For the Love of “Landlording”

Buying and holding a real estate deal, on the other hand, involves buying a house (not necessarily at a deep discount, although that’s always nice), making some improvements, and then renting the house to some responsible tenants to pay the mortgage, taxes, and utilities for you and get the property to cash flow. That means their rent payments are more than your financing costs, taxes, and maintenance costs on the house.

If your monthly costs are less than the rent collected, it’s a beautiful thing. You have just created a passive income stream for yourself!


Building Long-Term Wealth: There’s no question that great wealth has been amassed through buy-and-hold real estate investing. Although anyone getting into the real estate investing market over the past five years may not think so, it’s well documented that real estate values increase over the long term. All things being equal, the longer you hold the piece of real estate, the greater your potential for appreciation. Some of the wealthiest individuals in the world made their great fortunes through buy-and-hold real estate investing.

Passive Income: Owning multiple properties that all produce solid and steady rental income is a very appealing way to build a reliable stream of income. Although you can get this same kind of income with house flipping, you’ll need a steady stream of house flip deals, usually one right after the other. For the part-time investor, this may be a disadvantage or an advantage. A sporadic infusion of cash is a very nice thing to have, but a reliable, steady, and dependable monthly income is an attractive feature of buy-and-hold real estate investing.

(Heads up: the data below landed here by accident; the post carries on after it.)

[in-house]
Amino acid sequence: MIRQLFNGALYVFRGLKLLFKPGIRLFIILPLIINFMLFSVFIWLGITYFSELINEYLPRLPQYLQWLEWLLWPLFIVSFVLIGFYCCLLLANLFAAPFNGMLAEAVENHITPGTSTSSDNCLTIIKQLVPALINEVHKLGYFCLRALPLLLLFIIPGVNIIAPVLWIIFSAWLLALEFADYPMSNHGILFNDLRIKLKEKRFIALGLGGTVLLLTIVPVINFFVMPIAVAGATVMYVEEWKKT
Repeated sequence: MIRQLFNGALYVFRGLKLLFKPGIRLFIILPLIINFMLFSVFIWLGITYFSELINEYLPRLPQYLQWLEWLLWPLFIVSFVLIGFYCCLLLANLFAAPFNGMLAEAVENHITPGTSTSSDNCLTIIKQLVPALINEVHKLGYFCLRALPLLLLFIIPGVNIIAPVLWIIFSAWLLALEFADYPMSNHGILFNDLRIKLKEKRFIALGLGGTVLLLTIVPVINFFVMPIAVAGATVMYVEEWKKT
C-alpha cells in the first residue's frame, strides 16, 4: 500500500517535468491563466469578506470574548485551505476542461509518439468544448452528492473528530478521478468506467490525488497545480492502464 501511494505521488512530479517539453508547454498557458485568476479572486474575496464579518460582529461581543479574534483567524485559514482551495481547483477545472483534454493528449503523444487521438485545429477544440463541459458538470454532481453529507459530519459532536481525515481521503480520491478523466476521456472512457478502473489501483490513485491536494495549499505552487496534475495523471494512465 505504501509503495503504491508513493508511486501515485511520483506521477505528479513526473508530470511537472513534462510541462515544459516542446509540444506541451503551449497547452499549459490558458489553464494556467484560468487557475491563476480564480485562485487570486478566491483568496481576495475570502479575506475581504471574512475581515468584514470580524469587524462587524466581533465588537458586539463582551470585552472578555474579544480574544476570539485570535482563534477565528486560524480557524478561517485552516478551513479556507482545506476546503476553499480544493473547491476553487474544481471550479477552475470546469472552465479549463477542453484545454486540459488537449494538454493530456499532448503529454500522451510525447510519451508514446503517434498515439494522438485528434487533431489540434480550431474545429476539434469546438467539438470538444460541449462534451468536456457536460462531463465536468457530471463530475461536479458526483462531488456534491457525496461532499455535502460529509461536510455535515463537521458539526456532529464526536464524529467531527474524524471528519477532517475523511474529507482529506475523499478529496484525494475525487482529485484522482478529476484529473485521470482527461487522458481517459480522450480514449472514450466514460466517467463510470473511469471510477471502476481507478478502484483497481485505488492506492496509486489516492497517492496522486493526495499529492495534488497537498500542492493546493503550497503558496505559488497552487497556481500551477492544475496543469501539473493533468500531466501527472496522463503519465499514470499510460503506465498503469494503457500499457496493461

Dealing with Tenants: I could write an entire book on this subject. Finding good tenants can be about as easy as trying to nail jello to a tree, but they are out there! Finding them requires time, energy, and loads of patience. And once you’ve found them, you’ve got to keep them happy so they don’t leave. If you don’t get your tenants right in the first round, you have to deal with them until you can either evict them or they provide you notice. Make no mistake, being a landlord is not for the faint of heart!

Finding a Good Property Management Company: To truly build long-term wealth, you have to be able to scale your real estate investing model and outsource a lot of the day-to-day responsibilities. Managing your properties is definitely a job you’ll want to outsource (either to a property manager or by using property management software like Rentler), but that doesn’t mean that you’re hands-off. Now instead of managing the tenants, you’re managing the property management company or using tools to manage the property yourself.

Which Strategy Wins?

Although I use both strategies, which one you choose should depend on your immediate and long-term goals. Flip for the short term and quick transactional income, and hold for the long term to create passive income streams. Let me know what your thoughts are by commenting below!

Originally published on Groundwork

first time landlord guide

Submit a Comment

Your email address will not be published. Required fields are marked *

Related Articles